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It’s a common metaphor — we, the providers of content, are moving from something to something else — digital, Web 3.0, the age of mobile, semantics. The transport metaphor, in addition to giving rise to legions of travel agents and tour guides (i.e., consultants) and moving companies (e.g., vendors and design shops), has an inescapable absolutism to it. We are leaving one thing, bound for another.

One place we’re moving is to things called “platforms” — stylish, modern new types of living quarters — Apple Acres, Google Farms, and Amazon Woods. They call their apartments “apps.”

We’re excited about moving to these new platforms and owning an app or two of our own. All the other kids have an app. We should have an app. According to a recent post on ireaderreview, as we move into our app on the new platform, we think:

  1. We’ll have a great app.
  2. We’ll get guests for free.
  3. We’ll create a following.
  4. We’re in control.
  5. We’re a success.

But the platform landlords see it differently:

  1. Providers are building a piece of the platform. A piece the platform can throw away or replace with another near-identical piece.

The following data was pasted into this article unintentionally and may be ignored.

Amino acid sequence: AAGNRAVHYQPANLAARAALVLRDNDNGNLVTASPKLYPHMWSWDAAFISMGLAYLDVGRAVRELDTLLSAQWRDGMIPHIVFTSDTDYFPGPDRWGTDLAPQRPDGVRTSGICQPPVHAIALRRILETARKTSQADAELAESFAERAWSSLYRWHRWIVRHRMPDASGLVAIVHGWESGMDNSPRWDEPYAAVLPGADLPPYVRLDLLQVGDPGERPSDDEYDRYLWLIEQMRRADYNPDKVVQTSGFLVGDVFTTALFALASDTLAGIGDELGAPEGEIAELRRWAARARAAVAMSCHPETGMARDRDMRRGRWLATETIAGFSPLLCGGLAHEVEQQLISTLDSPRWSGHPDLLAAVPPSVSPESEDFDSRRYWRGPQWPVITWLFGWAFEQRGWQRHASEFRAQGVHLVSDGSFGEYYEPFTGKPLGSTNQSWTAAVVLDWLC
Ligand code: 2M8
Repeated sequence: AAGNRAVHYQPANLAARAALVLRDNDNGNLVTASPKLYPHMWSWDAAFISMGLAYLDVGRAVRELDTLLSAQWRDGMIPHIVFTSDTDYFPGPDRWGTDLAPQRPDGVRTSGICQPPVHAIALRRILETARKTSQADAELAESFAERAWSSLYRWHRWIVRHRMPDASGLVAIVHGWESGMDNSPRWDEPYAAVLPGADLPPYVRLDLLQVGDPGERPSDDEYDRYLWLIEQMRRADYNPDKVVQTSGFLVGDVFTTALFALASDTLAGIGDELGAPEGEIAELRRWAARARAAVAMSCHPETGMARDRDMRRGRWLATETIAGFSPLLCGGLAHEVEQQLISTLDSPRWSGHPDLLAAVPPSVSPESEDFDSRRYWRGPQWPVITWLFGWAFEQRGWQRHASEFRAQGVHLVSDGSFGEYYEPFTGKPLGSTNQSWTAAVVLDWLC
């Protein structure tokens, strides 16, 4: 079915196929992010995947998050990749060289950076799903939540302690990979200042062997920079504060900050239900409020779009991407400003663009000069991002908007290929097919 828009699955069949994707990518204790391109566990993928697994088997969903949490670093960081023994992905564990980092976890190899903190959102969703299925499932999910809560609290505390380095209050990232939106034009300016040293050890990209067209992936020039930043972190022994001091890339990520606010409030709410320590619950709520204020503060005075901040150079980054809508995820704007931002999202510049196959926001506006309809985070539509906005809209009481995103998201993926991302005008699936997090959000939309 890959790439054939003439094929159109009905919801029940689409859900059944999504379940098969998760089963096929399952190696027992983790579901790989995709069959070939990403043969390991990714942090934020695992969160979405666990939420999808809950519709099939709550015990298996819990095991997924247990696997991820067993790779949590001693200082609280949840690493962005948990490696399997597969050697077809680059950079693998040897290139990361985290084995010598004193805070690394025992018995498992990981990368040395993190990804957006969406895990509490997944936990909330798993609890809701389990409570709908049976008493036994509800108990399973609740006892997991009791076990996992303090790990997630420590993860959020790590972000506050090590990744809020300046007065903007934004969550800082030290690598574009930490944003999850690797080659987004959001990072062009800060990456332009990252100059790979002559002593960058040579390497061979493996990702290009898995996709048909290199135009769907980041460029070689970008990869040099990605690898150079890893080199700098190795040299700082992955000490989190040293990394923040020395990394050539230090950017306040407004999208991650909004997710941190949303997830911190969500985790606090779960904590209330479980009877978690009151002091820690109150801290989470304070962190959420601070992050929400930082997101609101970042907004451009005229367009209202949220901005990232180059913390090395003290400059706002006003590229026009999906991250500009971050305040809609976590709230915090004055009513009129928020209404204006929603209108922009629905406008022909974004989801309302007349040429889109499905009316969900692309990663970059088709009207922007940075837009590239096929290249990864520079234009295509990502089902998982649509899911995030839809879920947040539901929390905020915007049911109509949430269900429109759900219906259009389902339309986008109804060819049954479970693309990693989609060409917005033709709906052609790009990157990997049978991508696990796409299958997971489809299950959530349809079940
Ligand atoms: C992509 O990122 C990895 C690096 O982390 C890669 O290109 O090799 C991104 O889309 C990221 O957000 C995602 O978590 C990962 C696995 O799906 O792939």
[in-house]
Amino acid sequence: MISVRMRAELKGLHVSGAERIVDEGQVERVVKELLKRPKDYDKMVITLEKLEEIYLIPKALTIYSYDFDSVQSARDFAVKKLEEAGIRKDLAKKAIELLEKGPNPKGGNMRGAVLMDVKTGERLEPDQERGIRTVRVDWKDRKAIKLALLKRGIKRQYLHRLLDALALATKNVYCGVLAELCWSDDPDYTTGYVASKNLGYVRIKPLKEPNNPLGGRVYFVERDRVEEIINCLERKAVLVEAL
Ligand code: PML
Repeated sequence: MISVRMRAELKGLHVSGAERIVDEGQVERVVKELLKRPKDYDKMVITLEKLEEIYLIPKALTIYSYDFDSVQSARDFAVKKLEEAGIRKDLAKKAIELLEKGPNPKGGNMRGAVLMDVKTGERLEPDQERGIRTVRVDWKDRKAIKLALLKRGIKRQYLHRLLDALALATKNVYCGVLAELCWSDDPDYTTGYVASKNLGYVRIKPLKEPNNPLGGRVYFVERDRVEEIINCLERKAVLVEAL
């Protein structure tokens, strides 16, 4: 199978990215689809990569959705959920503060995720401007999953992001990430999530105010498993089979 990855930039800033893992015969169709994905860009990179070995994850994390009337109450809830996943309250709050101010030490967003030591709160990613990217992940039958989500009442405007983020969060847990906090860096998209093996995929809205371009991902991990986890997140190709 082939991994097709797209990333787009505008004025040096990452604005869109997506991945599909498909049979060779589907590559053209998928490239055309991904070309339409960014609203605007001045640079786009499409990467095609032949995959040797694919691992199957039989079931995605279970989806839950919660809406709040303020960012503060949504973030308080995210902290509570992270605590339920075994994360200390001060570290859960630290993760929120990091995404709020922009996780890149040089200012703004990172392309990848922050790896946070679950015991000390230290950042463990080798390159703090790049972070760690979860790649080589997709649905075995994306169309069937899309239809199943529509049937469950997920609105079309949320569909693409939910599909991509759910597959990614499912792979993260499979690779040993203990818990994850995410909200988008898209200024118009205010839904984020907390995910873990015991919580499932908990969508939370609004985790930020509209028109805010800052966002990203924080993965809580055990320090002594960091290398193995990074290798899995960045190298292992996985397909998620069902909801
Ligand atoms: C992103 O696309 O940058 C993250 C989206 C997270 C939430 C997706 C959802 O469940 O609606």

2. Providers get customers for free only at the start. If providers start to profit from these customers, and if the platform gains power, the provider has to pay a platform tax.
  3. Providers are providing value to the platform’s customers.
  4. The platform is in control.
  5. The platform is a success.

While we might complain that our independence, direct connection with our friends, and ability to make a living are all impeded by the dominance of these platforms, we feel like we have no other place to live. So, we continue to move into these platforms, reassured by the owners of these new properties that our friends already are partying there, or will want to party there soon. Our old digs — print, the browser, the desktop machine — those are where your parents partied, and they’re going to be bulldozed soon enough. If you want to be popular now and have a roof over your head in fi ve years, you’d better have a place with the platform owners.